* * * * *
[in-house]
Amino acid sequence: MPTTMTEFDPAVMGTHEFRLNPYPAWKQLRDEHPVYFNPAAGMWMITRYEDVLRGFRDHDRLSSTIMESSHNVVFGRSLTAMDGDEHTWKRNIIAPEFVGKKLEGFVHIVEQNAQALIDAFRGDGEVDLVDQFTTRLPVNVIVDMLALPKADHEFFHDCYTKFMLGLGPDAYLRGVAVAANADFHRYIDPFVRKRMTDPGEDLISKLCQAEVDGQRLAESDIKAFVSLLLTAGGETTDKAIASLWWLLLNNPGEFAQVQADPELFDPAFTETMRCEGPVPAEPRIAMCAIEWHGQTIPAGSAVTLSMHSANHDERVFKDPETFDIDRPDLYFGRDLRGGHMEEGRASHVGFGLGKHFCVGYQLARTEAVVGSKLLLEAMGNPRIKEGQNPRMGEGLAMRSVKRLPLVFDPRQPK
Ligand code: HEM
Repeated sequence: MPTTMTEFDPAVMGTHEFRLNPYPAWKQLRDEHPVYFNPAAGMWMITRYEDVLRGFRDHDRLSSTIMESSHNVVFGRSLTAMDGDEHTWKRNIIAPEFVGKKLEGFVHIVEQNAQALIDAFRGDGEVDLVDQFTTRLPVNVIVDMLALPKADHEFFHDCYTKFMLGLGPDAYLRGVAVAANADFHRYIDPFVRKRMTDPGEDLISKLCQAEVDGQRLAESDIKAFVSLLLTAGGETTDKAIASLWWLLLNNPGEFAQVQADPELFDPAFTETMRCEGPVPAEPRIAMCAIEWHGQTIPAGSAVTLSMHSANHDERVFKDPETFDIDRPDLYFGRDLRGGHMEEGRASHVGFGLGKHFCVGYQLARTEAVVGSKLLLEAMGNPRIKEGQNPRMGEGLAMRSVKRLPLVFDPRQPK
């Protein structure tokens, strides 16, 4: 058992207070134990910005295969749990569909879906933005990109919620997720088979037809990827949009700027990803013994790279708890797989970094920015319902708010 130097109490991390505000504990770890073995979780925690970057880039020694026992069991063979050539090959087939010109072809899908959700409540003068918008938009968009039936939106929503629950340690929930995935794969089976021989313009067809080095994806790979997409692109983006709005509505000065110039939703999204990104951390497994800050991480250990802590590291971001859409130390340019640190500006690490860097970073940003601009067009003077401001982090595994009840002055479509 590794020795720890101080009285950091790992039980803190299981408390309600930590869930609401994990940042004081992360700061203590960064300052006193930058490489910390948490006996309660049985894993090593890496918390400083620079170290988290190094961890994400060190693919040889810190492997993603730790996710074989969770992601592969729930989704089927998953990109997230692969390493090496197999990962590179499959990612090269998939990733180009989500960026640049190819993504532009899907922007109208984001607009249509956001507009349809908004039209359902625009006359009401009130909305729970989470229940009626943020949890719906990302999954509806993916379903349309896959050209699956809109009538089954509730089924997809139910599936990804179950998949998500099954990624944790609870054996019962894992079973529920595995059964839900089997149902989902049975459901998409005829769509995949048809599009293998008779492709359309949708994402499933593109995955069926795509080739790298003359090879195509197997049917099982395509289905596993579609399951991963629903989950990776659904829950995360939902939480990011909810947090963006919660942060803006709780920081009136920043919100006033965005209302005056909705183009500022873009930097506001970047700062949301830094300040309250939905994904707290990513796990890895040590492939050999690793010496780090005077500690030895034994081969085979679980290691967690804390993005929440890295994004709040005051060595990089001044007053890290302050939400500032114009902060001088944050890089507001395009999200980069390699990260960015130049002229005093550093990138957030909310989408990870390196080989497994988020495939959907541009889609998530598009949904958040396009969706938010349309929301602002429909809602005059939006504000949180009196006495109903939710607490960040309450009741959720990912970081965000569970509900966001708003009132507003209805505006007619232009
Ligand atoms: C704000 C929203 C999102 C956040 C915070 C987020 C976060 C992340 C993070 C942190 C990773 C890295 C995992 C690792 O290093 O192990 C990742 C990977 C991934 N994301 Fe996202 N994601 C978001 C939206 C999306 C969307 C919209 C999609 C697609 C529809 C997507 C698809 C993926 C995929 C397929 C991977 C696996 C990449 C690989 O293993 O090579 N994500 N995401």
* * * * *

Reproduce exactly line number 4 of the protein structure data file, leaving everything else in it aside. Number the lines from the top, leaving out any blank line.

Repeated sequence: MPTTMTEFDPAVMGTHEFRLNPYPAWKQLRDEHPVYFNPAAGMWMITRYEDVLRGFRDHDRLSSTIMESSHNVVFGRSLTAMDGDEHTWKRNIIAPEFVGKKLEGFVHIVEQNAQALIDAFRGDGEVDLVDQFTTRLPVNVIVDMLALPKADHEFFHDCYTKFMLGLGPDAYLRGVAVAANADFHRYIDPFVRKRMTDPGEDLISKLCQAEVDGQRLAESDIKAFVSLLLTAGGETTDKAIASLWWLLLNNPGEFAQVQADPELFDPAFTETMRCEGPVPAEPRIAMCAIEWHGQTIPAGSAVTLSMHSANHDERVFKDPETFDIDRPDLYFGRDLRGGHMEEGRASHVGFGLGKHFCVGYQLARTEAVVGSKLLLEAMGNPRIKEGQNPRMGEGLAMRSVKRLPLVFDPRQPK